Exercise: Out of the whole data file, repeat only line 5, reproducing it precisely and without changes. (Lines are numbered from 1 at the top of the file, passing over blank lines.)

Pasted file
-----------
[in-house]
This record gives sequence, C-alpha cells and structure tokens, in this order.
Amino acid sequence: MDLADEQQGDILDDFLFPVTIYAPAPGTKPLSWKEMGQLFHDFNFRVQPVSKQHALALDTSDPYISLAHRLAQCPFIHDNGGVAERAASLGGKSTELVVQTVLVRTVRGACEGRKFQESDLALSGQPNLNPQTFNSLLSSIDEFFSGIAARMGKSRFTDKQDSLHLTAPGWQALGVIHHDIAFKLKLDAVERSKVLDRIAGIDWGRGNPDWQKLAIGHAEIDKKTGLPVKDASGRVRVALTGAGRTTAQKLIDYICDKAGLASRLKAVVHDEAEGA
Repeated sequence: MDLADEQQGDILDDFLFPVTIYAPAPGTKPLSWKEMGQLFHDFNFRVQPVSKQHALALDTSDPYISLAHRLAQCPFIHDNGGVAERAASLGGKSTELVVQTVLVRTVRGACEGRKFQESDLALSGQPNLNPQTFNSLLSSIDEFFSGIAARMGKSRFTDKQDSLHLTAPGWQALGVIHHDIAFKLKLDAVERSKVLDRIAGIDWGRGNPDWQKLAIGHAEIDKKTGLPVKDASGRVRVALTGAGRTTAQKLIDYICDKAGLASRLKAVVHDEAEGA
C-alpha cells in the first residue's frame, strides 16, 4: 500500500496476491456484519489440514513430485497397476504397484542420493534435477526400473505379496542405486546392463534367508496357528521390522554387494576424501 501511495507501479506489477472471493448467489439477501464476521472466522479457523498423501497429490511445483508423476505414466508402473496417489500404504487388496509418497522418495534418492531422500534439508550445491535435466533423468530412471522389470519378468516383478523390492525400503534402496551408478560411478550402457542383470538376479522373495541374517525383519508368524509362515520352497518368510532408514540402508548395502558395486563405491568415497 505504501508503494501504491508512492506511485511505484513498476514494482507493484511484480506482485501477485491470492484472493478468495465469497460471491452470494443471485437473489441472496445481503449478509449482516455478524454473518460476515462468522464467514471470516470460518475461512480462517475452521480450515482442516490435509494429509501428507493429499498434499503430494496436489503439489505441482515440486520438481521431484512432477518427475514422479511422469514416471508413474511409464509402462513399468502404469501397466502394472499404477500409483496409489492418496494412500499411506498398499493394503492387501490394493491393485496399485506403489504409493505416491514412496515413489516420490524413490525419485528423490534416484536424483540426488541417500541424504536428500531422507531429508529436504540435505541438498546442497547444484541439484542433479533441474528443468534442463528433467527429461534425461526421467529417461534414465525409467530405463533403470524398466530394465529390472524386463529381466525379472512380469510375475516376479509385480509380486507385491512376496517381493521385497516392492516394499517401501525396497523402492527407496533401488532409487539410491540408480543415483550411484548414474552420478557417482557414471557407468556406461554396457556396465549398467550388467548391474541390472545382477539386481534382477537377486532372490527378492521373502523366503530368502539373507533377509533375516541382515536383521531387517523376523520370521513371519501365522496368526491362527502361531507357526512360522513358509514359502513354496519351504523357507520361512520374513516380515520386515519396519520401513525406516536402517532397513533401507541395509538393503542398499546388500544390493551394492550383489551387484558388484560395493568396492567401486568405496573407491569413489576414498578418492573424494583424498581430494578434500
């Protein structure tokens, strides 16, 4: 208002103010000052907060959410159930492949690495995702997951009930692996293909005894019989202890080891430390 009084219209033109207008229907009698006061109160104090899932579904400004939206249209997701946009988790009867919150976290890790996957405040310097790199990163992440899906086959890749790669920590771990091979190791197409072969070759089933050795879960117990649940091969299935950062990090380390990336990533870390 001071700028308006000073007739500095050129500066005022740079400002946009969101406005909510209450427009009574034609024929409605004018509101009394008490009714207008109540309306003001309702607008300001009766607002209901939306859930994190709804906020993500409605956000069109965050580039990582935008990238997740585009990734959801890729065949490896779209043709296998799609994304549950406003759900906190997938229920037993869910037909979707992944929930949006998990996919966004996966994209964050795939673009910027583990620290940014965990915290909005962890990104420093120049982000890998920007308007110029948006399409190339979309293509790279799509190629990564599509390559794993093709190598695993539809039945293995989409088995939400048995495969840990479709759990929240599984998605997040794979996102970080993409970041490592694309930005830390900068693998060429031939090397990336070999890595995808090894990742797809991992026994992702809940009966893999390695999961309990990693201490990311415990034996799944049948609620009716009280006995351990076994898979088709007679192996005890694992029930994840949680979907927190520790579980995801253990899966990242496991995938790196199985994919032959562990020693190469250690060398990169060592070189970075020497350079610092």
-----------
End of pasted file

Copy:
C-alpha cells in the first residue's frame, strides 16, 4: 500500500496476491456484519489440514513430485497397476504397484542420493534435477526400473505379496542405486546392463534367508496357528521390522554387494576424501 501511495507501479506489477472471493448467489439477501464476521472466522479457523498423501497429490511445483508423476505414466508402473496417489500404504487388496509418497522418495534418492531422500534439508550445491535435466533423468530412471522389470519378468516383478523390492525400503534402496551408478560411478550402457542383470538376479522373495541374517525383519508368524509362515520352497518368510532408514540402508548395502558395486563405491568415497 505504501508503494501504491508512492506511485511505484513498476514494482507493484511484480506482485501477485491470492484472493478468495465469497460471491452470494443471485437473489441472496445481503449478509449482516455478524454473518460476515462468522464467514471470516470460518475461512480462517475452521480450515482442516490435509494429509501428507493429499498434499503430494496436489503439489505441482515440486520438481521431484512432477518427475514422479511422469514416471508413474511409464509402462513399468502404469501397466502394472499404477500409483496409489492418496494412500499411506498398499493394503492387501490394493491393485496399485506403489504409493505416491514412496515413489516420490524413490525419485528423490534416484536424483540426488541417500541424504536428500531422507531429508529436504540435505541438498546442497547444484541439484542433479533441474528443468534442463528433467527429461534425461526421467529417461534414465525409467530405463533403470524398466530394465529390472524386463529381466525379472512380469510375475516376479509385480509380486507385491512376496517381493521385497516392492516394499517401501525396497523402492527407496533401488532409487539410491540408480543415483550411484548414474552420478557417482557414471557407468556406461554396457556396465549398467550388467548391474541390472545382477539386481534382477537377486532372490527378492521373502523366503530368502539373507533377509533375516541382515536383521531387517523376523520370521513371519501365522496368526491362527502361531507357526512360522513358509514359502513354496519351504523357507520361512520374513516380515520386515519396519520401513525406516536402517532397513533401507541395509538393503542398499546388500544390493551394492550383489551387484558388484560395493568396492567401486568405496573407491569413489576414498578418492573424494583424498581430494578434500